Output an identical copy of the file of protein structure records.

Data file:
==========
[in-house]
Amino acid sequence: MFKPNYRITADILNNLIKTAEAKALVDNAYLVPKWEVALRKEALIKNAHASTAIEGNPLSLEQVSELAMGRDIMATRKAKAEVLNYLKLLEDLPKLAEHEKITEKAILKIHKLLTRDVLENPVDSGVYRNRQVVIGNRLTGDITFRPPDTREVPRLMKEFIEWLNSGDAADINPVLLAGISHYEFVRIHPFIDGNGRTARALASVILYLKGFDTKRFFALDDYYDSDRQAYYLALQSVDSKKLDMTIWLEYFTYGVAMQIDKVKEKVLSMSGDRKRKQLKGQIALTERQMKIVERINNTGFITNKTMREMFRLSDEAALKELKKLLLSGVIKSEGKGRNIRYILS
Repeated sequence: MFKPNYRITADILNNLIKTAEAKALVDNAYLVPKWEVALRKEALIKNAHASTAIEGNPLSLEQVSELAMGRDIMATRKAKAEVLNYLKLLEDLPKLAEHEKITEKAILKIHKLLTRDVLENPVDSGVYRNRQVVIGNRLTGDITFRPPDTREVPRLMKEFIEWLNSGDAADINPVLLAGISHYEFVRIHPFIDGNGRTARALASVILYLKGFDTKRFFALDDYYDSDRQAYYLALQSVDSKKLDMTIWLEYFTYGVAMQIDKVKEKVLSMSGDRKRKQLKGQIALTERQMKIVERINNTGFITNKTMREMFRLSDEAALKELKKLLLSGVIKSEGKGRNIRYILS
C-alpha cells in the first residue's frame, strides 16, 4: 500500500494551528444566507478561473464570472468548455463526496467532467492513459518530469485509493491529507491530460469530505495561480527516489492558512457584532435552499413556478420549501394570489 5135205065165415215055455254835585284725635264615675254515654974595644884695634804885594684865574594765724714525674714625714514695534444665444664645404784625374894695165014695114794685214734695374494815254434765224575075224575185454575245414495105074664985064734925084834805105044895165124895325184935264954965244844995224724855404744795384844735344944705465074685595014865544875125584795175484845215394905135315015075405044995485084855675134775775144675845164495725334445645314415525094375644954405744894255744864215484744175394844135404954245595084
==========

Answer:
[in-house]
Amino acid sequence: MFKPNYRITADILNNLIKTAEAKALVDNAYLVPKWEVALRKEALIKNAHASTAIEGNPLSLEQVSELAMGRDIMATRKAKAEVLNYLKLLEDLPKLAEHEKITEKAILKIHKLLTRDVLENPVDSGVYRNRQVVIGNRLTGDITFRPPDTREVPRLMKEFIEWLNSGDAADINPVLLAGISHYEFVRIHPFIDGNGRTARALASVILYLKGFDTKRFFALDDYYDSDRQAYYLALQSVDSKKLDMTIWLEYFTYGVAMQIDKVKEKVLSMSGDRKRKQLKGQIALTERQMKIVERINNTGFITNKTMREMFRLSDEAALKELKKLLLSGVIKSEGKGRNIRYILS
Repeated sequence: MFKPNYRITADILNNLIKTAEAKALVDNAYLVPKWEVALRKEALIKNAHASTAIEGNPLSLEQVSELAMGRDIMATRKAKAEVLNYLKLLEDLPKLAEHEKITEKAILKIHKLLTRDVLENPVDSGVYRNRQVVIGNRLTGDITFRPPDTREVPRLMKEFIEWLNSGDAADINPVLLAGISHYEFVRIHPFIDGNGRTARALASVILYLKGFDTKRFFALDDYYDSDRQAYYLALQSVDSKKLDMTIWLEYFTYGVAMQIDKVKEKVLSMSGDRKRKQLKGQIALTERQMKIVERINNTGFITNKTMREMFRLSDEAALKELKKLLLSGVIKSEGKGRNIRYILS
C-alpha cells in the first residue's frame, strides 16, 4: 500500500494551528444566507478561473464570472468548455463526496467532467492513459518530469485509493491529507491530460469530505495561480527516489492558512457584532435552499413556478420549501394570489 5135205065165415215055455254835585284725635264615675254515654974595644884695634804885594684865574594765724714525674714625714514695534444665444664645404784625374894695165014695114794685214734695374494815254434765224575075224575185454575245414495105074664985064734925084834805105044895165124895325184935264954965244844995224724855404744795384844735344944705465074685595014865544875125584795175484845215394905135315015075405044995485084855675134775775144675845164495725334445645314415525094375644954405744894255744864215484744175394844135404954245595084